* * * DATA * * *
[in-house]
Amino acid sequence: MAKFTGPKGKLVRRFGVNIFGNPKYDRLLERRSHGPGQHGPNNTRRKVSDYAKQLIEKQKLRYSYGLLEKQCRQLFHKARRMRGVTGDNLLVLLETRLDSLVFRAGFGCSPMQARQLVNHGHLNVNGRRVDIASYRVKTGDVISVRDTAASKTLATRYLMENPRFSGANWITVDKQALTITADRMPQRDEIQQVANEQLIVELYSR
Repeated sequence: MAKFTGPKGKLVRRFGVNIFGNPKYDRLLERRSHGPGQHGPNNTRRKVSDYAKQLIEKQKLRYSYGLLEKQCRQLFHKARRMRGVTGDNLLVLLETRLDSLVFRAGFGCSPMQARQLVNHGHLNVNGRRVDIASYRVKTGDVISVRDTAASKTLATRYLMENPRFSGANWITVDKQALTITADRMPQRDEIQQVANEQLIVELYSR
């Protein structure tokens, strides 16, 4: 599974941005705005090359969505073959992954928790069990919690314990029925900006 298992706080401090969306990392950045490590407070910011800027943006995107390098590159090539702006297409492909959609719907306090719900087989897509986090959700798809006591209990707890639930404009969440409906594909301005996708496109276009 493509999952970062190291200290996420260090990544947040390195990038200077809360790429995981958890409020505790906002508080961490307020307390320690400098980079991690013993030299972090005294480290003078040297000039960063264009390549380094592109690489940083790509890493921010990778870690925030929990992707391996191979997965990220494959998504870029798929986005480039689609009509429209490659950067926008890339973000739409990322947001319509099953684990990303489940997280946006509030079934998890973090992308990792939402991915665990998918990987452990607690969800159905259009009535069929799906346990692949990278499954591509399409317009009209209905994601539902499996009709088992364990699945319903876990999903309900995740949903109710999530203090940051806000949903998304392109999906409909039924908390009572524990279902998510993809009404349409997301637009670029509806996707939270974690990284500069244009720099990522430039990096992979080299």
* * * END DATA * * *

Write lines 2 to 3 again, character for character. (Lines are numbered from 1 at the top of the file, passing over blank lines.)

Amino acid sequence: MAKFTGPKGKLVRRFGVNIFGNPKYDRLLERRSHGPGQHGPNNTRRKVSDYAKQLIEKQKLRYSYGLLEKQCRQLFHKARRMRGVTGDNLLVLLETRLDSLVFRAGFGCSPMQARQLVNHGHLNVNGRRVDIASYRVKTGDVISVRDTAASKTLATRYLMENPRFSGANWITVDKQALTITADRMPQRDEIQQVANEQLIVELYSR
Repeated sequence: MAKFTGPKGKLVRRFGVNIFGNPKYDRLLERRSHGPGQHGPNNTRRKVSDYAKQLIEKQKLRYSYGLLEKQCRQLFHKARRMRGVTGDNLLVLLETRLDSLVFRAGFGCSPMQARQLVNHGHLNVNGRRVDIASYRVKTGDVISVRDTAASKTLATRYLMENPRFSGANWITVDKQALTITADRMPQRDEIQQVANEQLIVELYSR